Both major political parties have changed over time, and the extent to which Reagan is out of step with Trump today shows just how much the GOP has shifted, particularly over the last eight years. H.W. Brands, a historian at the University of Texas at Austin who wrote a biography about the 40th president, said Reagan, as he existed then, could not win in today’s GOP. Brands pointed to social issues becoming a bigger rallying point for the GOP and noted that Trump’s embrace of tariffs, skepticism of NATO and overall tone contrasts with Reagan.

There are also similarities, with Trump signing a tax cut law that benefited many wealthy Americans and nominating three Supreme Court justices who paved the way for a 6-3 conservative majority that overturned Roe v. Wade — a goal Reagan said he hoped would be realized.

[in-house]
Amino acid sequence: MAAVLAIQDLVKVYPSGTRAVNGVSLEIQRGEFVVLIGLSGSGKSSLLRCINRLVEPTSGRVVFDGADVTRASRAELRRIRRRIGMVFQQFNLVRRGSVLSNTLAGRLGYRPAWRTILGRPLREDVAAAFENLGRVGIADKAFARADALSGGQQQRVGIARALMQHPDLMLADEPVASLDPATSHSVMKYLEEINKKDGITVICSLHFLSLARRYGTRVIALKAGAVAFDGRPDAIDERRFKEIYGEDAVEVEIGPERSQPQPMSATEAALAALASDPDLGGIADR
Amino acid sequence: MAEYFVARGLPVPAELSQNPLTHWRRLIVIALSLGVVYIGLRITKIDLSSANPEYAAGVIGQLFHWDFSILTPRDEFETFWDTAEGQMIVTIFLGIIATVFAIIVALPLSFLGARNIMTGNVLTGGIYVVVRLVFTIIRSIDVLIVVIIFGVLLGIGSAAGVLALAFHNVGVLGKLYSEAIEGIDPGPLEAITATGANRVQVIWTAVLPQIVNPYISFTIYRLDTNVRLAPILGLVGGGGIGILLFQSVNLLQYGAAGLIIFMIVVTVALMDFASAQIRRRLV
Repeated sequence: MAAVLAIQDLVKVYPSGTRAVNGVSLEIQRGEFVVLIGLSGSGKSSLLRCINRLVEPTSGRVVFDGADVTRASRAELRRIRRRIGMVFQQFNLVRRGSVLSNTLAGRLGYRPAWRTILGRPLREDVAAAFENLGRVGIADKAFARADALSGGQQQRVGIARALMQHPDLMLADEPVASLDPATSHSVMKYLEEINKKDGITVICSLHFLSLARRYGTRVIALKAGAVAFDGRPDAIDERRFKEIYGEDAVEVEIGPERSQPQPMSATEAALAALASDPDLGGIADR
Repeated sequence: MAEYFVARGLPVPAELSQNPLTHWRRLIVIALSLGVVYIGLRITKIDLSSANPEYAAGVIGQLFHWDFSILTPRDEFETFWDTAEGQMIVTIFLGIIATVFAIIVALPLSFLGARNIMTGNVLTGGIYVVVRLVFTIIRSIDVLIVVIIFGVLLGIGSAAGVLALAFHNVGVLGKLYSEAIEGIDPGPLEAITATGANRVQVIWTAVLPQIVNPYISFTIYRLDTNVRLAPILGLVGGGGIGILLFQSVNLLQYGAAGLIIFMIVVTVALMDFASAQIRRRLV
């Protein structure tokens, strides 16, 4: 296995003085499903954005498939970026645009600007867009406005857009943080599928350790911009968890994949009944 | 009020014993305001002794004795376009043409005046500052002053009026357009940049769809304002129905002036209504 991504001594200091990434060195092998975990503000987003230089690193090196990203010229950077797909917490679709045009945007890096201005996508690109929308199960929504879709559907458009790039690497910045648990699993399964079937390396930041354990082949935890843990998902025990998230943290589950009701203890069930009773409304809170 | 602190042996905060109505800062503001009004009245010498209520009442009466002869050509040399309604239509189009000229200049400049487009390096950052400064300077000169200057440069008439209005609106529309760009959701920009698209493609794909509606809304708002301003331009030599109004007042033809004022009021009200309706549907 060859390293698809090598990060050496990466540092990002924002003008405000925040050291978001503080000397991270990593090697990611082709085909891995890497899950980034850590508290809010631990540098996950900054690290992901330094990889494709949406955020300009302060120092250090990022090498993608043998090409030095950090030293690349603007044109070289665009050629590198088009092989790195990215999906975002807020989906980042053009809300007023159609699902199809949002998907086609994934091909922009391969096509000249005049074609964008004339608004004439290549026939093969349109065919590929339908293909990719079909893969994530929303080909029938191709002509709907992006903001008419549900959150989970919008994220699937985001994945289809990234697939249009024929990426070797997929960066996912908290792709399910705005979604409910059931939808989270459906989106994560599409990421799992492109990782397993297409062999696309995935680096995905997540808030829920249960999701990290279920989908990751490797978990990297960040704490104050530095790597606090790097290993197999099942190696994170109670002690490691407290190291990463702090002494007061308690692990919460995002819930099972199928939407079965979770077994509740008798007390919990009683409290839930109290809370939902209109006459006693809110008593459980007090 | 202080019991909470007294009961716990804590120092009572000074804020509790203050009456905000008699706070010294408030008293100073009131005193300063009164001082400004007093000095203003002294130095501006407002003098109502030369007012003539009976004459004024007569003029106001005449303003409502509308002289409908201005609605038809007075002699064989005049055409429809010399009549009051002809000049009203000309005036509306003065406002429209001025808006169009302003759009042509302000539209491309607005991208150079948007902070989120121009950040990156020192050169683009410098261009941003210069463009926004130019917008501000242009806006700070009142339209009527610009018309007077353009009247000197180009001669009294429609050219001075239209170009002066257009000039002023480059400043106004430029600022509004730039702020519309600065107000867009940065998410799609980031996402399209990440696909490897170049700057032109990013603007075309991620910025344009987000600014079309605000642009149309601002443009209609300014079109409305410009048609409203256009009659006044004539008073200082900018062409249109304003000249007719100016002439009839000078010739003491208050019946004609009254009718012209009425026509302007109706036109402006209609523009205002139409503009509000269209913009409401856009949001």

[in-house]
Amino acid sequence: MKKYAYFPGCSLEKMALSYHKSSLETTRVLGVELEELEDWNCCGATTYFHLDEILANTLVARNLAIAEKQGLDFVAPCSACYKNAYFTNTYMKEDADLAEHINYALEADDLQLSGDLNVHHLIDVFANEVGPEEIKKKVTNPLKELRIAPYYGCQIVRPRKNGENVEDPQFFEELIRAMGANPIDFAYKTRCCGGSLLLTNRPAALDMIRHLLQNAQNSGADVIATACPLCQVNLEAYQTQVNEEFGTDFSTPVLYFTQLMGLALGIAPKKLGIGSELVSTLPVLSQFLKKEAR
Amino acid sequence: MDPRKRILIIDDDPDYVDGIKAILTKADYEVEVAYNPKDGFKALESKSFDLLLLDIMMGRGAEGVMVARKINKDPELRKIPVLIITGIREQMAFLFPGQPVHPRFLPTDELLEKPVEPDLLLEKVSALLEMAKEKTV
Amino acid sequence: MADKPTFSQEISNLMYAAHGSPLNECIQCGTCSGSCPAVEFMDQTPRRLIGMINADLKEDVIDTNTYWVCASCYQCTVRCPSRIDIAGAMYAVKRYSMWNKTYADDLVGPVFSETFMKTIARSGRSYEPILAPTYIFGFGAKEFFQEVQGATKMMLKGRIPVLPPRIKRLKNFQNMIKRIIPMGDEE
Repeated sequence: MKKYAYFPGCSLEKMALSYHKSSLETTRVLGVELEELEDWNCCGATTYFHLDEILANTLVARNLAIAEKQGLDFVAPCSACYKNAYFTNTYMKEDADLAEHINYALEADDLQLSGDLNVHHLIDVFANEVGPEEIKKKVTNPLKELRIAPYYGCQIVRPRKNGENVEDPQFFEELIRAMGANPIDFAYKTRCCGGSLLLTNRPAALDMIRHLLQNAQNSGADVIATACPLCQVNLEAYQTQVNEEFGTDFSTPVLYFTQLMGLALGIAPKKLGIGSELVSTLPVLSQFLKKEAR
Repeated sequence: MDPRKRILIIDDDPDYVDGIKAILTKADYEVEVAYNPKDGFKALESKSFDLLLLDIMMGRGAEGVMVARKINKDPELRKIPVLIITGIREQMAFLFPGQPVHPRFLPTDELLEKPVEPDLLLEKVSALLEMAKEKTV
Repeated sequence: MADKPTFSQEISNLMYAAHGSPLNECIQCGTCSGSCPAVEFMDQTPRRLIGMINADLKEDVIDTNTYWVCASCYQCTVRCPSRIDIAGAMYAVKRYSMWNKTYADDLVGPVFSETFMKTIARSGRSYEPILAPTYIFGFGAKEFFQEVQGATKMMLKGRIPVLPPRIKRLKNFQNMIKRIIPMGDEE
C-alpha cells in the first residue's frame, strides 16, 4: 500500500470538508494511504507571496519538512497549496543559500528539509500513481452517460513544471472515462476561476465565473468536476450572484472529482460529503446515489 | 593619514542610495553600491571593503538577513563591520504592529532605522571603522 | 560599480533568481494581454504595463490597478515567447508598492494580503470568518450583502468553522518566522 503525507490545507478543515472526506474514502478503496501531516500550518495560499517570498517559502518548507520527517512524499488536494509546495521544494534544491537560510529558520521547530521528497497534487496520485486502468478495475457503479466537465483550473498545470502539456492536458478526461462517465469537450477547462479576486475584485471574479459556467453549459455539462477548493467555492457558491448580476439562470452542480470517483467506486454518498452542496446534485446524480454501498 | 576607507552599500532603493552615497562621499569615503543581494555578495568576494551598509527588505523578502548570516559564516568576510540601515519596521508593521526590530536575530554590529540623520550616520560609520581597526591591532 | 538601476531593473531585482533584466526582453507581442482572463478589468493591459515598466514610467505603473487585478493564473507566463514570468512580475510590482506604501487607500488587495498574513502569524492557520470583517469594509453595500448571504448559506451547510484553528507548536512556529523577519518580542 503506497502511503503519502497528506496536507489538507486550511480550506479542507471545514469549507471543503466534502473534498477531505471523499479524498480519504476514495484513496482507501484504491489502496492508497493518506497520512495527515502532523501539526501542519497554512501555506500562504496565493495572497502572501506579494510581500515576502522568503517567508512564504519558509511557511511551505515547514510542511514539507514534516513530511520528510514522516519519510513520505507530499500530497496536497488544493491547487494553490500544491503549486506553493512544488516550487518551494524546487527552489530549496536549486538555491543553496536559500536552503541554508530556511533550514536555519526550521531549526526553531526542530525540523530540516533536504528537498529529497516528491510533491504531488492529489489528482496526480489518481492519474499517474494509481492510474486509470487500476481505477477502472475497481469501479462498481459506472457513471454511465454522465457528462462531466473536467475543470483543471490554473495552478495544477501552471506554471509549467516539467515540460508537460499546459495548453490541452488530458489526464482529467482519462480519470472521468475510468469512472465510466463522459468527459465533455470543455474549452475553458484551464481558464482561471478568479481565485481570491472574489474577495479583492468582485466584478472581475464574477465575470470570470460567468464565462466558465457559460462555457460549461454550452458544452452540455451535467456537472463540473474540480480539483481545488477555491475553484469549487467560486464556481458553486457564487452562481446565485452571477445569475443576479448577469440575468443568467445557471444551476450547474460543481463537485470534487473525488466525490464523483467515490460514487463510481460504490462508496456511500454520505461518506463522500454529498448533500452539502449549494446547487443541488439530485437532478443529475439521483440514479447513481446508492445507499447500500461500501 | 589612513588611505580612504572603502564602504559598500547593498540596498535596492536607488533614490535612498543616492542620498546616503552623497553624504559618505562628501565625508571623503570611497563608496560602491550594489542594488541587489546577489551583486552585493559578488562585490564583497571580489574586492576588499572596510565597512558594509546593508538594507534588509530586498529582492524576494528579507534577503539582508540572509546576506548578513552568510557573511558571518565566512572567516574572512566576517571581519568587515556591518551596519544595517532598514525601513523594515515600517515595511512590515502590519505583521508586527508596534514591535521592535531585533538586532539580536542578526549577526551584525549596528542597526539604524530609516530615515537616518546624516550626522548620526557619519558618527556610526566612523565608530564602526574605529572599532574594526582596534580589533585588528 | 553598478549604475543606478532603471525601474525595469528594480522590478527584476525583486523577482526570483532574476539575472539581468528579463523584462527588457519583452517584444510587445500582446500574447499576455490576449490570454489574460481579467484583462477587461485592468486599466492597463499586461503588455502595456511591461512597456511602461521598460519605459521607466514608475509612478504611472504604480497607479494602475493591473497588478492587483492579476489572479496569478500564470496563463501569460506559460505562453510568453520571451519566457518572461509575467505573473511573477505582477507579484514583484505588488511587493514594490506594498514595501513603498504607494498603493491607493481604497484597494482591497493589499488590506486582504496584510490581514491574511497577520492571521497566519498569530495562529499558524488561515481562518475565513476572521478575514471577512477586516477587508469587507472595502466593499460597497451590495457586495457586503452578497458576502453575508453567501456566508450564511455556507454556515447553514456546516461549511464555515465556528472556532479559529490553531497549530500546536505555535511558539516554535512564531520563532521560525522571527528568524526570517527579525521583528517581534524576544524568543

If “Reagan believed the things that he believed then, if he said the things that he said then, he would not even come close to getting the nomination,” Brands said.

Ramaswamy, a millennial who was born during Reagan’s second term and is running as another iteration of Trump, frequently says that he does not watch inauguration speeches, because they are “generally full of hollow unfulfilled promises,” and that instead he favors farewell speeches — citing Reagan’s 1989 goodbye address to the nation as the “last meaningful one.” Ramaswamy aligns his political odds with Reagan’s, frequently arguing that he could deliver a landslide that rivals those of the 40th president.

“I imagine in 1979, if Ronald Reagan had showed up and said he was going to deliver a landslide election, I think it would sound every bit as preposterous as me telling you that today,” he told a voter in Iowa at a May campaign event.